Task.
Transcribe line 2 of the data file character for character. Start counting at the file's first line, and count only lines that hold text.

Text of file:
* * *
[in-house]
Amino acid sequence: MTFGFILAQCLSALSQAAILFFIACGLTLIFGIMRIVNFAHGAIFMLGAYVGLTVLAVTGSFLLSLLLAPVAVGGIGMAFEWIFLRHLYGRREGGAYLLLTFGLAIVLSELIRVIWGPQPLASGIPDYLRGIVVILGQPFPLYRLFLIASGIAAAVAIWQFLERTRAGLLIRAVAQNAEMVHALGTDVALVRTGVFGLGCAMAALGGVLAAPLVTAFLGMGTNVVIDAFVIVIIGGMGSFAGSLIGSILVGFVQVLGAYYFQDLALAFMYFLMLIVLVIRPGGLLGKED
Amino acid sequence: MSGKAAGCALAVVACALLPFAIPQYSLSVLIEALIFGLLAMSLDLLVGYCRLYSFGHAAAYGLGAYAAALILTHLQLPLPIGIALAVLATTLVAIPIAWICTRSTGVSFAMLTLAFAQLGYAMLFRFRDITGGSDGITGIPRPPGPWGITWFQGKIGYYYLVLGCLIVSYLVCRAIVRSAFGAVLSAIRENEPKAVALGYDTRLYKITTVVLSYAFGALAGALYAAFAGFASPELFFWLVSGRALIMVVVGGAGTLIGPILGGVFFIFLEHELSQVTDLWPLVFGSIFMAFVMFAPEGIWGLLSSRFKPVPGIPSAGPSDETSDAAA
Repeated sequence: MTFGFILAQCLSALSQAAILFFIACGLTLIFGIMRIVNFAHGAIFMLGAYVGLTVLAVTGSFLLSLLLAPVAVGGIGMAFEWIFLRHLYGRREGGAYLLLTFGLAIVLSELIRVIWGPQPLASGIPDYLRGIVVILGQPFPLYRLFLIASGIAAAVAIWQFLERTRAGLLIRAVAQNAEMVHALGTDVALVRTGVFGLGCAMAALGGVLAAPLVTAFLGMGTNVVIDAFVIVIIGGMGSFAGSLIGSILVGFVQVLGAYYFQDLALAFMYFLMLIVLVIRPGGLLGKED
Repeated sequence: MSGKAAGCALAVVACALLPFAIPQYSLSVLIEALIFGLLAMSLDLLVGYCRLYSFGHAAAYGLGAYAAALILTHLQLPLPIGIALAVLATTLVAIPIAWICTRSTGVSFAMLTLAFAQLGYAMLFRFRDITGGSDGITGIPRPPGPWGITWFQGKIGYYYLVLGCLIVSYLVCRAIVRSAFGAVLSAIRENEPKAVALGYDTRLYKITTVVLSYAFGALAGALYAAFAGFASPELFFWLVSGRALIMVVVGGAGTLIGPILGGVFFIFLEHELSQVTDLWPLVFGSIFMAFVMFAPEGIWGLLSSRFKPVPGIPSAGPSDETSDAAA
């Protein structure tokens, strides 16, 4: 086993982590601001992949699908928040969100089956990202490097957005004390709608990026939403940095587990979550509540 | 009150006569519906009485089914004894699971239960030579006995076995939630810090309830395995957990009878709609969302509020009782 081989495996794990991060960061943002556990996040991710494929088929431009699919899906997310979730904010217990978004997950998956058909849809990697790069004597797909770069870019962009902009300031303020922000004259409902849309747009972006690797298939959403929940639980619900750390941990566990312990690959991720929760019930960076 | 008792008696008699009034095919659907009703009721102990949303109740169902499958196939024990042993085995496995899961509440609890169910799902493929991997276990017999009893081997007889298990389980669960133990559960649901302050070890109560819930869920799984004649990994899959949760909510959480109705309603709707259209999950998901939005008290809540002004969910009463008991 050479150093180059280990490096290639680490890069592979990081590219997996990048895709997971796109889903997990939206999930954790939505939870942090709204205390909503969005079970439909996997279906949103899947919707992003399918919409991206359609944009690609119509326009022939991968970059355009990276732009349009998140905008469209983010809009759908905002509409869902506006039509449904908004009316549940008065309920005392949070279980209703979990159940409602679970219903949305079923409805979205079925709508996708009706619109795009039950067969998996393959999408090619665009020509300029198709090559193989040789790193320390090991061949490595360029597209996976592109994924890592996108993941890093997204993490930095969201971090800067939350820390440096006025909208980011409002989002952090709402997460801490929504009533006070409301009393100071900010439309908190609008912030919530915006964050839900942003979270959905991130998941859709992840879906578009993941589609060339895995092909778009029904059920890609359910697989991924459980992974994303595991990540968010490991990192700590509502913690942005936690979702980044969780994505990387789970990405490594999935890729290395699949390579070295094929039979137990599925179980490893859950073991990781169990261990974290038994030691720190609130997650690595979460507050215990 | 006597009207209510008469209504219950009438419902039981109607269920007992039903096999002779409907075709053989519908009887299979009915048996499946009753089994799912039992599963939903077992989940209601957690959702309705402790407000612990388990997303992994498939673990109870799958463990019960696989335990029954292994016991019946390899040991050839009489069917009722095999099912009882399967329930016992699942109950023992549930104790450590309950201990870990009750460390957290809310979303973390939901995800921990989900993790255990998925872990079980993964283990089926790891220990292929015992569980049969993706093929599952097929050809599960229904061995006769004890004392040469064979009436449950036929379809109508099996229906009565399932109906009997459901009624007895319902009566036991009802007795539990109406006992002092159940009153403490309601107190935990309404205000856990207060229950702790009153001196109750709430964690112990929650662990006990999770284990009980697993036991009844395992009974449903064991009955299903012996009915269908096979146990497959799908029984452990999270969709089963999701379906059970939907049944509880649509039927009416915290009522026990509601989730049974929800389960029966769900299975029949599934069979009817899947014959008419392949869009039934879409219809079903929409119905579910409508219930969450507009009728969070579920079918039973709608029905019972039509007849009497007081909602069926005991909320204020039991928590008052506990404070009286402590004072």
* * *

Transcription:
Amino acid sequence: MTFGFILAQCLSALSQAAILFFIACGLTLIFGIMRIVNFAHGAIFMLGAYVGLTVLAVTGSFLLSLLLAPVAVGGIGMAFEWIFLRHLYGRREGGAYLLLTFGLAIVLSELIRVIWGPQPLASGIPDYLRGIVVILGQPFPLYRLFLIASGIAAAVAIWQFLERTRAGLLIRAVAQNAEMVHALGTDVALVRTGVFGLGCAMAALGGVLAAPLVTAFLGMGTNVVIDAFVIVIIGGMGSFAGSLIGSILVGFVQVLGAYYFQDLALAFMYFLMLIVLVIRPGGLLGKED